It also shows the success rate, defined as the percentage of executions that were successful for a given time. This is a useful feature, as 1,000 errors with a success rate of 99% won’t raise any alarms, but 1,000 errors with a success rate of 10% will point to a serious issue. We can also use the error metric to calculate the error rate, defined as the number of errors divided by total invocations over a period.
The ConcurrentExecutions metric tracks the sum of concurrent executions for all the Lambda functions of an account. AWS sets a default limit of 1,000 concurrent executions per region for an AWS account. We can also set function-level concurrency limits and query this metric for those Lambda functions.
Using this metric, we can set correct and judicial concurrency limits on individual Lambda functions and make sure that higher concurrent executions on one Lambda function won’t affect the performance of others by restricting their resources. If the project demands it, we can ask AWS to increase the limit for our account. We can also aggregate this metric over a particular time window and determine the Lambda function scale and estimated costs.
This metric tracks the total number of invocation requests that were throttled. The AWS Lambda throttles the requests in scenarios where both of the following conditions occur:
In these cases, Lambda rejects additional requests with a TooManyRequestsException error. These requests are not counted in Invocations or Errors.
Monitoring this metric can help refine the concurrent execution limits for individual functions and for all the Lambda functions combined. As discussed above, the default limit is 1,000, but it can be increased on request.
Since Lambda is a serverless application, it runs code only when needed—that is, when an invocation request comes in. This can cause a cold start problem. A cold start problem occurs when no containers are running for the requested Lambda, and as a result, there is a need to bring up new containers to serve the invocation request.
This usually occurs in two cases: First, when this is the first invocation request for the Lambda, and thus no containers are available for it. Second, when the Lambda has not been invoked for a while, and as a result AWS shuts down existing containers serving this Lambda for optimization.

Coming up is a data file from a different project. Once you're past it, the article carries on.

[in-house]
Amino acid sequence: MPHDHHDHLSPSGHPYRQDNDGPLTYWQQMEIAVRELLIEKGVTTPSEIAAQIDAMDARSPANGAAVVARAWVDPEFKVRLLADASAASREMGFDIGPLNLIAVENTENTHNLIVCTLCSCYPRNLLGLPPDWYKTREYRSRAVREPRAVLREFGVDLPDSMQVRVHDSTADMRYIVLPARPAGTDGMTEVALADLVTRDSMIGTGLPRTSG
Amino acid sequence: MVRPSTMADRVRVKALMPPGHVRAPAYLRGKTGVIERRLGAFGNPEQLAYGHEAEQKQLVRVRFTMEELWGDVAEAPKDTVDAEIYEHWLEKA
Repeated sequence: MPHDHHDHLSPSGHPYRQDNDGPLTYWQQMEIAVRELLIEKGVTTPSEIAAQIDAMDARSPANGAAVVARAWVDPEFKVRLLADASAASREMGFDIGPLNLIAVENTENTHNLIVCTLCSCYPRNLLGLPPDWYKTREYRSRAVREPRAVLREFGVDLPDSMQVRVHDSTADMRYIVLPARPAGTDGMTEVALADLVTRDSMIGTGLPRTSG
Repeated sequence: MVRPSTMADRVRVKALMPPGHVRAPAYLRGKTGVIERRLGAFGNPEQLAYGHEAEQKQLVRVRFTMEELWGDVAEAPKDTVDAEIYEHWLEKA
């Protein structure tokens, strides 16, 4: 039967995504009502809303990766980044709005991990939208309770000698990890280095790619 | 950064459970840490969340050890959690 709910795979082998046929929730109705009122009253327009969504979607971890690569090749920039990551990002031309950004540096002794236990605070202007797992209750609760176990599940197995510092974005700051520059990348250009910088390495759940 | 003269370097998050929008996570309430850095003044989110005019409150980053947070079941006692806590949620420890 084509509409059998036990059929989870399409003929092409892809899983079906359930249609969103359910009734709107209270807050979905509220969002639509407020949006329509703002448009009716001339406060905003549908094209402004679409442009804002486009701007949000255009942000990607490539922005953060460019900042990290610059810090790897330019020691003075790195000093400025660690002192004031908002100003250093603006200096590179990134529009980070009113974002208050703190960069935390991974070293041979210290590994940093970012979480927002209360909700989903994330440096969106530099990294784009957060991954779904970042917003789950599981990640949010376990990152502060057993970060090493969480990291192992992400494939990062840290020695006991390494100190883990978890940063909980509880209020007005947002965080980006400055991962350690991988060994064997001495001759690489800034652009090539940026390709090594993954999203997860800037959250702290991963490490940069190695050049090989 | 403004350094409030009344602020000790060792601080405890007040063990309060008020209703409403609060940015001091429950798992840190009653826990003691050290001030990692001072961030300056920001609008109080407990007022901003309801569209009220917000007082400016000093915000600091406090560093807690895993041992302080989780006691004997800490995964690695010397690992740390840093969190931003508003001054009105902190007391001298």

Consequently, the cold starts often result in additional latency, making Lambda take longer than normal to process requests, especially when there is a need to initialize new instances. This can be resolved by using provisioned concurrency, which will automatically keep the configured Lambda functions pre-initialized so that they are ready to process requests as they come.
Similar to invocations, this metric tracks the number of invocation requests running on provisioned concurrency. It is an important metric to track, as a sudden drop in provisioned concurrency invocations can mean there is an issue with Lambda or one of the upstream services.
This metric tracks the number of times a Lambda function is used in its provisioned concurrency. It can help monitor a Lambda function’s efficiency in using the provisioned concurrency.
A Lambda function could be underprovisioned if it constantly exceeds or reaches its provisioned concurrency threshold. Similarly, it could be overprovisioned if the utilization of the provisioned concurrency threshold is low. This metric will help you appropriately adjust the value of provisioned concurrency.
Tracking and monitoring the right metrics for AWS Lambda is vital for fully exploiting its potential. AWS Lambda provides different configurations for users’ varied needs. The metrics provided by AWS to monitor Lambda performance and usage help users define the correct configuration settings for their Lambdas.
Major problems like cold starts and throttled requests can be easily mitigated if you regularly monitor the correct metrics, understand what they mean, and take the necessary steps to prevent them. Monitoring the metrics covered in this article can also help identify issues with other upstream services or errors in code before they could affect your application and the customer experience.